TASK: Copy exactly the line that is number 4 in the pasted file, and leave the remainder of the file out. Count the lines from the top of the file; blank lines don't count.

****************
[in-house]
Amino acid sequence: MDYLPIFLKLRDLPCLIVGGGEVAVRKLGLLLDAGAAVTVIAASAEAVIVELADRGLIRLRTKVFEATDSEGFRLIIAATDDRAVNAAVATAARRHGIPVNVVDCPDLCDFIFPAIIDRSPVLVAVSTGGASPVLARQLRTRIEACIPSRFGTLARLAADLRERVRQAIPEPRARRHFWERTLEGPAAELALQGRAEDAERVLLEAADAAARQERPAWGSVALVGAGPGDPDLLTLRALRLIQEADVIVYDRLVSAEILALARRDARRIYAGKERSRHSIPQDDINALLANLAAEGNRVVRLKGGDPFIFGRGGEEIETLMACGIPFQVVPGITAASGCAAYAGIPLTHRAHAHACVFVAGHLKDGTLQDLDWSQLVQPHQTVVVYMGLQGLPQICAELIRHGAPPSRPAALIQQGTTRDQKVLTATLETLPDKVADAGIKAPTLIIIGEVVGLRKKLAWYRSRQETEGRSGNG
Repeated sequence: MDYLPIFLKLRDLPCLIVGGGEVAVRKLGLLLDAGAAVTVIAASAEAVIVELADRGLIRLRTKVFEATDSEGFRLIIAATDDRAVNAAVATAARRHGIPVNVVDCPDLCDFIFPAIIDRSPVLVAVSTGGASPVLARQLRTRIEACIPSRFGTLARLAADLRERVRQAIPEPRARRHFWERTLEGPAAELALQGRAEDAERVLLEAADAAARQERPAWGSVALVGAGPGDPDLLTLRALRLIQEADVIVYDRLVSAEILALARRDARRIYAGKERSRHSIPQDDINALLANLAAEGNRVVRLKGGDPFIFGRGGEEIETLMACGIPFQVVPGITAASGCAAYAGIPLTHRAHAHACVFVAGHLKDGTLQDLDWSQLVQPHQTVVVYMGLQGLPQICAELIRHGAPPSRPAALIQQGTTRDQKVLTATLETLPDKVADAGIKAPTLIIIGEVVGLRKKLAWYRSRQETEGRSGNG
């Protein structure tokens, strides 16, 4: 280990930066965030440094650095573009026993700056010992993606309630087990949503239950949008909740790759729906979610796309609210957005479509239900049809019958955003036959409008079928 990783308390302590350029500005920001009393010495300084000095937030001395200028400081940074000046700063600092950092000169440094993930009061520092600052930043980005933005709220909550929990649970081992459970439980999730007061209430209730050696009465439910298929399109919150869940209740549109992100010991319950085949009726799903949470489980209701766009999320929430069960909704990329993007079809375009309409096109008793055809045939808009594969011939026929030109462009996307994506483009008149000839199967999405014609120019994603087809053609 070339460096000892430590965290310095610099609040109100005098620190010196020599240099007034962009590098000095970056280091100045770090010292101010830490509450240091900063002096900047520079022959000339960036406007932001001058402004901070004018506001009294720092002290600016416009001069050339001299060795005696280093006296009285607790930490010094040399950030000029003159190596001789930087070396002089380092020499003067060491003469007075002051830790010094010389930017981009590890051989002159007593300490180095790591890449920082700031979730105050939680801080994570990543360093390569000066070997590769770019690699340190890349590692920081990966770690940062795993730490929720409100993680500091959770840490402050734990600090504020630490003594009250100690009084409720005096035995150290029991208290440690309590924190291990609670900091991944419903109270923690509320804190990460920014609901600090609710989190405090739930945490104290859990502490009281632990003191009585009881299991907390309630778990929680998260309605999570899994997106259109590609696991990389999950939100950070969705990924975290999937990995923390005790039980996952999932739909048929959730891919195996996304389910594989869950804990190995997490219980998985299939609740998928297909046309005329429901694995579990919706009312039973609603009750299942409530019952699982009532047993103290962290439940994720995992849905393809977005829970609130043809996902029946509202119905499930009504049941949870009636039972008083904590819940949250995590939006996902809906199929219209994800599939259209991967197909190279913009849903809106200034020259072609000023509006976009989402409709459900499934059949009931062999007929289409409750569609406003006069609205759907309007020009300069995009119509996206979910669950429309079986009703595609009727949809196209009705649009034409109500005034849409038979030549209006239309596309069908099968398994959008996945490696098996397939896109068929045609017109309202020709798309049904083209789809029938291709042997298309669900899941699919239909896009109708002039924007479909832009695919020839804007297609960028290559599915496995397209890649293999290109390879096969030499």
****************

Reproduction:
């Protein structure tokens, strides 16, 4: 280990930066965030440094650095573009026993700056010992993606309630087990949503239950949008909740790759729906979610796309609210957005479509239900049809019958955003036959409008079928 990783308390302590350029500005920001009393010495300084000095937030001395200028400081940074000046700063600092950092000169440094993930009061520092600052930043980005933005709220909550929990649970081992459970439980999730007061209430209730050696009465439910298929399109919150869940209740549109992100010991319950085949009726799903949470489980209701766009999320929430069960909704990329993007079809375009309409096109008793055809045939808009594969011939026929030109462009996307994506483009008149000839199967999405014609120019994603087809053609 070339460096000892430590965290310095610099609040109100005098620190010196020599240099007034962009590098000095970056280091100045770090010292101010830490509450240091900063002096900047520079022959000339960036406007932001001058402004901070004018506001009294720092002290600016416009001069050339001299060795005696280093006296009285607790930490010094040399950030000029003159190596001789930087070396002089380092020499003067060491003469007075002051830790010094010389930017981009590890051989002159007593300490180095790591890449920082700031979730105050939680801080994570990543360093390569000066070997590769770019690699340190890349590692920081990966770690940062795993730490929720409100993680500091959770840490402050734990600090504020630490003594009250100690009084409720005096035995150290029991208290440690309590924190291990609670900091991944419903109270923690509320804190990460920014609901600090609710989190405090739930945490104290859990502490009281632990003191009585009881299991907390309630778990929680998260309605999570899994997106259109590609696991990389999950939100950070969705990924975290999937990995923390005790039980996952999932739909048929959730891919195996996304389910594989869950804990190995997490219980998985299939609740998928297909046309005329429901694995579990919706009312039973609603009750299942409530019952699982009532047993103290962290439940994720995992849905393809977005829970609130043809996902029946509202119905499930009504049941949870009636039972008083904590819940949250995590939006996902809906199929219209994800599939259209991967197909190279913009849903809106200034020259072609000023509006976009989402409709459900499934059949009931062999007929289409409750569609406003006069609205759907309007020009300069995009119509996206979910669950429309079986009703595609009727949809196209009705649009034409109500005034849409038979030549209006239309596309069908099968398994959008996945490696098996397939896109068929045609017109309202020709798309049904083209789809029938291709042997298309669900899941699919239909896009109708002039924007479909832009695919020839804007297609960028290559599915496995397209890649293999290109390879096969030499």